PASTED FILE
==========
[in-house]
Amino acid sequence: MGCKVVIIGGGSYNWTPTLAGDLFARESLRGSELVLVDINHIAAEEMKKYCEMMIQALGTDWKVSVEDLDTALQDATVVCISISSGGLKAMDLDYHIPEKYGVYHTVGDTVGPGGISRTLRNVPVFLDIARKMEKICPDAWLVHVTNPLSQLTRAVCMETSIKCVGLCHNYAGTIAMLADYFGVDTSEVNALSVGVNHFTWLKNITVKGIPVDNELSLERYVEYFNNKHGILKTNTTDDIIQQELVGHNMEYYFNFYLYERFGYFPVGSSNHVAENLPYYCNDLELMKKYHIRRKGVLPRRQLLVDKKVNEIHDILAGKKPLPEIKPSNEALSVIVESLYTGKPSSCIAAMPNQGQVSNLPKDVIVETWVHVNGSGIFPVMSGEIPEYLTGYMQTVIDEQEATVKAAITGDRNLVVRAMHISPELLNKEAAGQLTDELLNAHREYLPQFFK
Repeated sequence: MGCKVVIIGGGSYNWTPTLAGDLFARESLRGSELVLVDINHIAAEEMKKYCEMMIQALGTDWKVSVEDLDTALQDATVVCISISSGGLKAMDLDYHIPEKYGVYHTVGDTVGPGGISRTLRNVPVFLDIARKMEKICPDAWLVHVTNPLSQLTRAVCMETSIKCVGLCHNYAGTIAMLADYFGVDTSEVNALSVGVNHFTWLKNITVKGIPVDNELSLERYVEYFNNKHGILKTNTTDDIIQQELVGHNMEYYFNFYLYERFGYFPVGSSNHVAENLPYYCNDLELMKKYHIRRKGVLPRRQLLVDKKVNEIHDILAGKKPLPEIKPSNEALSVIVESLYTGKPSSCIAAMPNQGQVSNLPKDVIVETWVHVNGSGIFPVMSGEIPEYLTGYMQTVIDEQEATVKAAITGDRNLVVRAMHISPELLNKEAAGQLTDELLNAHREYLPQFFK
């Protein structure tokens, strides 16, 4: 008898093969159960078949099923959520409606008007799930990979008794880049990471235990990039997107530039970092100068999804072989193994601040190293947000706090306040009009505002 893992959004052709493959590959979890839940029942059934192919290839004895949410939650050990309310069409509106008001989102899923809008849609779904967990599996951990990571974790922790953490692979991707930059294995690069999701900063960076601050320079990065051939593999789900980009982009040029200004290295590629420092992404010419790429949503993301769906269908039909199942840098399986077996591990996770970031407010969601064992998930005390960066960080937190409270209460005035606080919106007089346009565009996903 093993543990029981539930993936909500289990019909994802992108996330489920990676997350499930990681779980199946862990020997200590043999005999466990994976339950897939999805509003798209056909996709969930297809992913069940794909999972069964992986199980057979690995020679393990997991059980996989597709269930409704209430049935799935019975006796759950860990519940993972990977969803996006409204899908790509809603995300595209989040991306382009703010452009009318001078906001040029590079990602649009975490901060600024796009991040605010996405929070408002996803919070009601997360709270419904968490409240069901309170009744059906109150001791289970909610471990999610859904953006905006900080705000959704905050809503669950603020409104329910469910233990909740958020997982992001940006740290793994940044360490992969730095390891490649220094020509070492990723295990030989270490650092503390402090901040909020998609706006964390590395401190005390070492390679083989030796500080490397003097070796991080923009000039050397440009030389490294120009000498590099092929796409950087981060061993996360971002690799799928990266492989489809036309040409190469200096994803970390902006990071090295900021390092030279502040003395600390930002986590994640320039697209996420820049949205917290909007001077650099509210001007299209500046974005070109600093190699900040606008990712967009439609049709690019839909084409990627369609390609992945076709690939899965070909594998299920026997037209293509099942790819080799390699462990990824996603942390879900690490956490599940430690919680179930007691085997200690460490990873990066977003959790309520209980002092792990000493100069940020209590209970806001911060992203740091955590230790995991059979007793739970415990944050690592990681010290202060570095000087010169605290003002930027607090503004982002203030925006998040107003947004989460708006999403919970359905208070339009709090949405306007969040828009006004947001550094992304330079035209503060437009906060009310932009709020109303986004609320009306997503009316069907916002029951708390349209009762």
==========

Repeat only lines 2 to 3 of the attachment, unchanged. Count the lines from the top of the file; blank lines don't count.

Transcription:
Amino acid sequence: MGCKVVIIGGGSYNWTPTLAGDLFARESLRGSELVLVDINHIAAEEMKKYCEMMIQALGTDWKVSVEDLDTALQDATVVCISISSGGLKAMDLDYHIPEKYGVYHTVGDTVGPGGISRTLRNVPVFLDIARKMEKICPDAWLVHVTNPLSQLTRAVCMETSIKCVGLCHNYAGTIAMLADYFGVDTSEVNALSVGVNHFTWLKNITVKGIPVDNELSLERYVEYFNNKHGILKTNTTDDIIQQELVGHNMEYYFNFYLYERFGYFPVGSSNHVAENLPYYCNDLELMKKYHIRRKGVLPRRQLLVDKKVNEIHDILAGKKPLPEIKPSNEALSVIVESLYTGKPSSCIAAMPNQGQVSNLPKDVIVETWVHVNGSGIFPVMSGEIPEYLTGYMQTVIDEQEATVKAAITGDRNLVVRAMHISPELLNKEAAGQLTDELLNAHREYLPQFFK
Repeated sequence: MGCKVVIIGGGSYNWTPTLAGDLFARESLRGSELVLVDINHIAAEEMKKYCEMMIQALGTDWKVSVEDLDTALQDATVVCISISSGGLKAMDLDYHIPEKYGVYHTVGDTVGPGGISRTLRNVPVFLDIARKMEKICPDAWLVHVTNPLSQLTRAVCMETSIKCVGLCHNYAGTIAMLADYFGVDTSEVNALSVGVNHFTWLKNITVKGIPVDNELSLERYVEYFNNKHGILKTNTTDDIIQQELVGHNMEYYFNFYLYERFGYFPVGSSNHVAENLPYYCNDLELMKKYHIRRKGVLPRRQLLVDKKVNEIHDILAGKKPLPEIKPSNEALSVIVESLYTGKPSSCIAAMPNQGQVSNLPKDVIVETWVHVNGSGIFPVMSGEIPEYLTGYMQTVIDEQEATVKAAITGDRNLVVRAMHISPELLNKEAAGQLTDELLNAHREYLPQFFK